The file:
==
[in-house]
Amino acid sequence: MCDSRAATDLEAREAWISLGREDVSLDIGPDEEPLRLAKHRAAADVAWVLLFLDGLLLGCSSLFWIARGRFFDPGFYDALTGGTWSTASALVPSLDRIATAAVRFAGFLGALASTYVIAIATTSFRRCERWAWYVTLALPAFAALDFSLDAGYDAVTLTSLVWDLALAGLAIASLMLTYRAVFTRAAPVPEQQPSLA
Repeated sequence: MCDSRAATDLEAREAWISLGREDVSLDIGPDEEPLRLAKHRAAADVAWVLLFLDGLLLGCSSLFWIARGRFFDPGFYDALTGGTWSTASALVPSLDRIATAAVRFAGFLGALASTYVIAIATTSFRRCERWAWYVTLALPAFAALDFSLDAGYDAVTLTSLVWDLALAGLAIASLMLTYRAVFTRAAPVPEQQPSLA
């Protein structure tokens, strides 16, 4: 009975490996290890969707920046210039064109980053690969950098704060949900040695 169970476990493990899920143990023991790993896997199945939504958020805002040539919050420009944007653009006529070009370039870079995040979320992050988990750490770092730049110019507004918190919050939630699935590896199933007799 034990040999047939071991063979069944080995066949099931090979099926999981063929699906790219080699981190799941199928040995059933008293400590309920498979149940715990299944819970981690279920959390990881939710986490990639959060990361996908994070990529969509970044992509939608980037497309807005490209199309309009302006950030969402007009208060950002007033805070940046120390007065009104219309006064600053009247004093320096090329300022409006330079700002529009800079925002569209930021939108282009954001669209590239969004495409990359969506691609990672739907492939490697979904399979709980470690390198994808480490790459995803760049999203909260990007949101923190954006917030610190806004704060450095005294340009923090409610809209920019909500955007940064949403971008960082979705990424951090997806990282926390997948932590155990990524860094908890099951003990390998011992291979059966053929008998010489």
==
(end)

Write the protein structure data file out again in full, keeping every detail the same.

[in-house]
Amino acid sequence: MCDSRAATDLEAREAWISLGREDVSLDIGPDEEPLRLAKHRAAADVAWVLLFLDGLLLGCSSLFWIARGRFFDPGFYDALTGGTWSTASALVPSLDRIATAAVRFAGFLGALASTYVIAIATTSFRRCERWAWYVTLALPAFAALDFSLDAGYDAVTLTSLVWDLALAGLAIASLMLTYRAVFTRAAPVPEQQPSLA
Repeated sequence: MCDSRAATDLEAREAWISLGREDVSLDIGPDEEPLRLAKHRAAADVAWVLLFLDGLLLGCSSLFWIARGRFFDPGFYDALTGGTWSTASALVPSLDRIATAAVRFAGFLGALASTYVIAIATTSFRRCERWAWYVTLALPAFAALDFSLDAGYDAVTLTSLVWDLALAGLAIASLMLTYRAVFTRAAPVPEQQPSLA
């Protein structure tokens, strides 16, 4: 009975490996290890969707920046210039064109980053690969950098704060949900040695 169970476990493990899920143990023991790993896997199945939504958020805002040539919050420009944007653009006529070009370039870079995040979320992050988990750490770092730049110019507004918190919050939630699935590896199933007799 034990040999047939071991063979069944080995066949099931090979099926999981063929699906790219080699981190799941199928040995059933008293400590309920498979149940715990299944819970981690279920959390990881939710986490990639959060990361996908994070990529969509970044992509939608980037497309807005490209199309309009302006950030969402007009208060950002007033805070940046120390007065009104219309006064600053009247004093320096090329300022409006330079700002529009800079925002569209930021939108282009954001669209590239969004495409990359969506691609990672739907492939490697979904399979709980470690390198994808480490790459995803760049999203909260990007949101923190954006917030610190806004704060450095005294340009923090409610809209920019909500955007940064949403971008960082979705990424951090997806990282926390997948932590155990990524860094908890099951003990390998011992291979059966053929008998010489």